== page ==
The Guggenheim Offers The White House A Gold Toilet

When the White House requested to borrow a Vincent van Gogh painting from the Guggenheim, the New York museum had a crappy counteroffer: a used gold toilet.

In a September email published by the Washington Post, the White House’s Office of the Curator requested to borrow the post-Impressionist work, entitled Landscape with Snow, for the official residence (which, the Post notes, is a common practice).

Guggenheim curator Nancy Spector responded that the work was due to be displayed at the Guggenheim in Spain, and would be returning to New York after, since it was “prohibited from travel except for the rarest of occasions” by the Thannhauser Estate.

The counteroffer was Maurizio Cattelan’s “America”—a fully functional 18-karat gold toilet that had been on display in one of the museum’s public restrooms for one year, of which the exhibit was ending the day of the email. Cattelan, she wrote, “would like to offer it to the White House for a long-term loan.”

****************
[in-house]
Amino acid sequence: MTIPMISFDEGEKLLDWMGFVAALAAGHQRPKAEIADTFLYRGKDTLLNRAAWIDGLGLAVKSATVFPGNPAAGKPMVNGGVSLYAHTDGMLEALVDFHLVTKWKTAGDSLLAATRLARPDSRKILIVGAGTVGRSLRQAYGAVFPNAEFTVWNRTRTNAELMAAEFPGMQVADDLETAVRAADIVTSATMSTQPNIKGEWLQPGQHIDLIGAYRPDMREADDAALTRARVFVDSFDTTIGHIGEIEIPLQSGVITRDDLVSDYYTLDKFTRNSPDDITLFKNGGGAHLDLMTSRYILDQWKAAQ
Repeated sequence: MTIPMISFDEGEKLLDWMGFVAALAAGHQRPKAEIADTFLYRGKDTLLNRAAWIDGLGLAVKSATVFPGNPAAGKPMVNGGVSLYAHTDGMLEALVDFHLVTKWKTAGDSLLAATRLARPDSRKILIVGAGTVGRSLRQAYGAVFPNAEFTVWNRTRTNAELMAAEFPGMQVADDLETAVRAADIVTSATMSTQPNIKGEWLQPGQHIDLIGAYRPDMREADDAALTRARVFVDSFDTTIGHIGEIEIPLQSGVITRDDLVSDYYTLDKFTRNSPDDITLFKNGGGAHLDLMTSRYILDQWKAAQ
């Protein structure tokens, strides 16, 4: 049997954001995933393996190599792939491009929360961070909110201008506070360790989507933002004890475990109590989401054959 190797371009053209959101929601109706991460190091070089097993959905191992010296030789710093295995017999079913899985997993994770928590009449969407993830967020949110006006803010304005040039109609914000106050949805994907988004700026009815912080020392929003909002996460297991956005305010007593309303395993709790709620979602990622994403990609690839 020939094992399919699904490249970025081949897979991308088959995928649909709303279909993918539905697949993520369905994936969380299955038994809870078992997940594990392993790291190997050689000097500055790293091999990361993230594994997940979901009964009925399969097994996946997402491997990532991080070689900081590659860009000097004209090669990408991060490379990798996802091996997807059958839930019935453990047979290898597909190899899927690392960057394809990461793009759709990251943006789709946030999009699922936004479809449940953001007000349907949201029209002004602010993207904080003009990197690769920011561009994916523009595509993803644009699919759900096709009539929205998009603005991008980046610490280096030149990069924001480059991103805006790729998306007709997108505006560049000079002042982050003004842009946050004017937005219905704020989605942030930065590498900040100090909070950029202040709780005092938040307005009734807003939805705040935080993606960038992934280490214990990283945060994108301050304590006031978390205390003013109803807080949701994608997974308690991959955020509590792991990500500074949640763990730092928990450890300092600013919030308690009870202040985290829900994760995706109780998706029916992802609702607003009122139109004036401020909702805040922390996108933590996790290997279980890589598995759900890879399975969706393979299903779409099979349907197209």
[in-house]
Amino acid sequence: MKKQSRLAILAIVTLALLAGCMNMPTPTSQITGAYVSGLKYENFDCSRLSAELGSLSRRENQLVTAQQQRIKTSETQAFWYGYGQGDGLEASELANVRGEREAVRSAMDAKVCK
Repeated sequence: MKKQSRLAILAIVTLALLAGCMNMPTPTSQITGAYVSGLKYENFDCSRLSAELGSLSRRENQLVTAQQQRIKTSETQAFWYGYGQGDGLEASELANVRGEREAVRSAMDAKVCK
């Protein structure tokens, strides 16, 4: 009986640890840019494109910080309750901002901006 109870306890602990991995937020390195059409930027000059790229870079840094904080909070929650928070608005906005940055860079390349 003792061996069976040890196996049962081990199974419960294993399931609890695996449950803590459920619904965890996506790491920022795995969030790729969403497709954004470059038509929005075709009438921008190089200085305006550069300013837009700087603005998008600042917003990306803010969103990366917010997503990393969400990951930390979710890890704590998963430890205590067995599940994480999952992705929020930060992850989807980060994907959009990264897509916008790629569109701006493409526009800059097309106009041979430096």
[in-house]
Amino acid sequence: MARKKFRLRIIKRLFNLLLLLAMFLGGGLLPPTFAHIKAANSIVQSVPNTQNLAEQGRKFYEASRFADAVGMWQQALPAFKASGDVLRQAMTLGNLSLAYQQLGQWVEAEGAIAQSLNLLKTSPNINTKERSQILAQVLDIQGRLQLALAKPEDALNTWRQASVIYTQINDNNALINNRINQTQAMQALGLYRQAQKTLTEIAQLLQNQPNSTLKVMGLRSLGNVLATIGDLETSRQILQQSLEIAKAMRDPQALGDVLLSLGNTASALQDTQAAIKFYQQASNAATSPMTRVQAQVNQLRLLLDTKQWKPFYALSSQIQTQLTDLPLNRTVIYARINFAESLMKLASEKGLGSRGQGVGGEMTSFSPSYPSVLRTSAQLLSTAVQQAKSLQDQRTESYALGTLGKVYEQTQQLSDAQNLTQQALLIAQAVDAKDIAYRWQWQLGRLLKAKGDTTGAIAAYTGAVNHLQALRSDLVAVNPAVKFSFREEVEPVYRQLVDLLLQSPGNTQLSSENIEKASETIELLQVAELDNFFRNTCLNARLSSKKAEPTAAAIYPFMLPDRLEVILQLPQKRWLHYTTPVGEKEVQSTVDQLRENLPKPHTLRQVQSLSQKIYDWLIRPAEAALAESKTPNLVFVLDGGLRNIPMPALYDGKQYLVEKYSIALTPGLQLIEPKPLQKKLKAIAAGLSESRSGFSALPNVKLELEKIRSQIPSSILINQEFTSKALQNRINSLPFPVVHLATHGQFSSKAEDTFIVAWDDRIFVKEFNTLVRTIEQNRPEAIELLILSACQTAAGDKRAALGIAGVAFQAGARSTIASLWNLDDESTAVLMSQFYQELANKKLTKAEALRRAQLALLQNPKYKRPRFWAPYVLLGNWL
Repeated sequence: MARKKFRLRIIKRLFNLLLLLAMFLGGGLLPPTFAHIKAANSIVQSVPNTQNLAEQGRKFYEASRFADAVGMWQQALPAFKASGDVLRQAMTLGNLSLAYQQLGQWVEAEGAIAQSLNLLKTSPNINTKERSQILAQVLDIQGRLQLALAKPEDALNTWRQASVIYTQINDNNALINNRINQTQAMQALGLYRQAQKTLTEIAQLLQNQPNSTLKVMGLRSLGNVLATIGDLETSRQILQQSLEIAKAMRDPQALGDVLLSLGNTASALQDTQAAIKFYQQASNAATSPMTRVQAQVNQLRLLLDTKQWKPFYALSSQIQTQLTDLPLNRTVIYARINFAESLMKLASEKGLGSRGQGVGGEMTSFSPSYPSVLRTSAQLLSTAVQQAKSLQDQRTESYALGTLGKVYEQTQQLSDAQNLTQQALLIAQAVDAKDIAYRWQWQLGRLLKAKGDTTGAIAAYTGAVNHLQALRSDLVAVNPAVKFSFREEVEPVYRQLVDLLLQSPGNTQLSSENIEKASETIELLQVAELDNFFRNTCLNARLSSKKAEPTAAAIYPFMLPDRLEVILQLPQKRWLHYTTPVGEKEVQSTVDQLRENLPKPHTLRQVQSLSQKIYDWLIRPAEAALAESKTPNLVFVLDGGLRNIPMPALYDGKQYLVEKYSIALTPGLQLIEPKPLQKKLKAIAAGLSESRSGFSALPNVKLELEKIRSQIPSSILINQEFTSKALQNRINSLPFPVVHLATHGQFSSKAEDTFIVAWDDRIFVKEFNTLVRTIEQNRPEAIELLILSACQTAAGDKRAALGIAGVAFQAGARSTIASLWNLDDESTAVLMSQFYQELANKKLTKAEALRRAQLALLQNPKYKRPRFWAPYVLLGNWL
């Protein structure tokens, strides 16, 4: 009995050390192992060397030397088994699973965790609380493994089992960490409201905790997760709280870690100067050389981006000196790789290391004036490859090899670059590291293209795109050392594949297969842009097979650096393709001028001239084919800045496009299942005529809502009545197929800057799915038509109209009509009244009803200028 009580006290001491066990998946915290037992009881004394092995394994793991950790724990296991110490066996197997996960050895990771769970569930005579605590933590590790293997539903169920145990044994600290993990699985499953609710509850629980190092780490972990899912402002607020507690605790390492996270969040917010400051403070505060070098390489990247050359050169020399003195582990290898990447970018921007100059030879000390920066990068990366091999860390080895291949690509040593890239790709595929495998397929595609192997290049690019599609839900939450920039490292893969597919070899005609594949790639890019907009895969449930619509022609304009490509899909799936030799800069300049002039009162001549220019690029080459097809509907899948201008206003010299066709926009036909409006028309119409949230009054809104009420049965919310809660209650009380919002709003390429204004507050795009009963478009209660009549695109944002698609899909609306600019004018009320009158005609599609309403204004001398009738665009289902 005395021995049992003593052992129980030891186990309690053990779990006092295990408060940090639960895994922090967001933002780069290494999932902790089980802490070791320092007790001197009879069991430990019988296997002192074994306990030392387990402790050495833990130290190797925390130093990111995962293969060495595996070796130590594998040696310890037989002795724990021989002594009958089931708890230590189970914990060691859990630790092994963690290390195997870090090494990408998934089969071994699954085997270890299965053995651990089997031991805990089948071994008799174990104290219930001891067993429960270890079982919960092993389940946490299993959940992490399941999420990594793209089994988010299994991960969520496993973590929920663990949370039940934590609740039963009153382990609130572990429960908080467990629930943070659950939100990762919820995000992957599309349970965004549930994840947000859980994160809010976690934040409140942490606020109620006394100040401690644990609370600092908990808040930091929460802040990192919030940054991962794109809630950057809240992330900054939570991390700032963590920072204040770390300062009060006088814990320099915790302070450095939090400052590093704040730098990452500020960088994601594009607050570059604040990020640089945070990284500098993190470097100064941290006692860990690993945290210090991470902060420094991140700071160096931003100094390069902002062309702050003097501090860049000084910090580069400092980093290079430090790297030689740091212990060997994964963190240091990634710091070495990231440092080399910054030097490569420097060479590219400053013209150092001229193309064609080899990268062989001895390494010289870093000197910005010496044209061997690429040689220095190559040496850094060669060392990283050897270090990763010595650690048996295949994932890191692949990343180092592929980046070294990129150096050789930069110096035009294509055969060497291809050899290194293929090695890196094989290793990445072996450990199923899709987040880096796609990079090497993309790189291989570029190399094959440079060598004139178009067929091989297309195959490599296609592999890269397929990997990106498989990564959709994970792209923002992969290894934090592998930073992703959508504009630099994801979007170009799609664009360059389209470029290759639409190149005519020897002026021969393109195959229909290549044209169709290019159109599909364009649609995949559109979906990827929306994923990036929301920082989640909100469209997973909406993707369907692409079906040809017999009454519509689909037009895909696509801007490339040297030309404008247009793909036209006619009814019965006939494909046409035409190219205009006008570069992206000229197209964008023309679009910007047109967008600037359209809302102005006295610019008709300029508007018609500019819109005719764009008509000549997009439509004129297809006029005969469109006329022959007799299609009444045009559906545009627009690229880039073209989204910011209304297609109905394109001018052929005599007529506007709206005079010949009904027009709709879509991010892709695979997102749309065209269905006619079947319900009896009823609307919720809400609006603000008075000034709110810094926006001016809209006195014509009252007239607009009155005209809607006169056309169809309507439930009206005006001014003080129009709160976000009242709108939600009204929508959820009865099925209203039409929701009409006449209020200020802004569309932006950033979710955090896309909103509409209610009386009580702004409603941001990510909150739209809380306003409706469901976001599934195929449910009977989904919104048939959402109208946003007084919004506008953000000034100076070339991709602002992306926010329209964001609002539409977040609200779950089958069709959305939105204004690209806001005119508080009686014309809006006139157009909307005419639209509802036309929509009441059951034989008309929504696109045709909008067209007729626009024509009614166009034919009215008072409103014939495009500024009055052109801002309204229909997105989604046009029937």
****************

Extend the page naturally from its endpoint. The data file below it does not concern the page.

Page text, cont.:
While Cattelan hesitates to interpret his own work, critics have described it as a commentary on wealth in the US. The Guggenheim’s notes on the work describe it as “making available to the public an extravagant luxury product seemingly intended for the 1 percent.” In a 2017 blog post, Spector wrote:

Though crafted from millions of dollars’ worth of gold, the sculpture is actually a great leveler. As Cattelan has said, “Whatever you eat, a two-hundred-dollar lunch or a two-dollar hot dog, the results are the same, toilet-wise.”

While it’s certainly no van Gogh, “America” made many a headline, including the New York Post’s September 15, 2016 edition: “We’re #1 (and #2!),” with an article titled, “The Guggenheim Wants You to Crap All Over ‘America.’ ”

The White House declined to comment to the Washington Post about the offer, but Twitter, naturally, has thoughts:

Though not everyone was amused by the potty humor:


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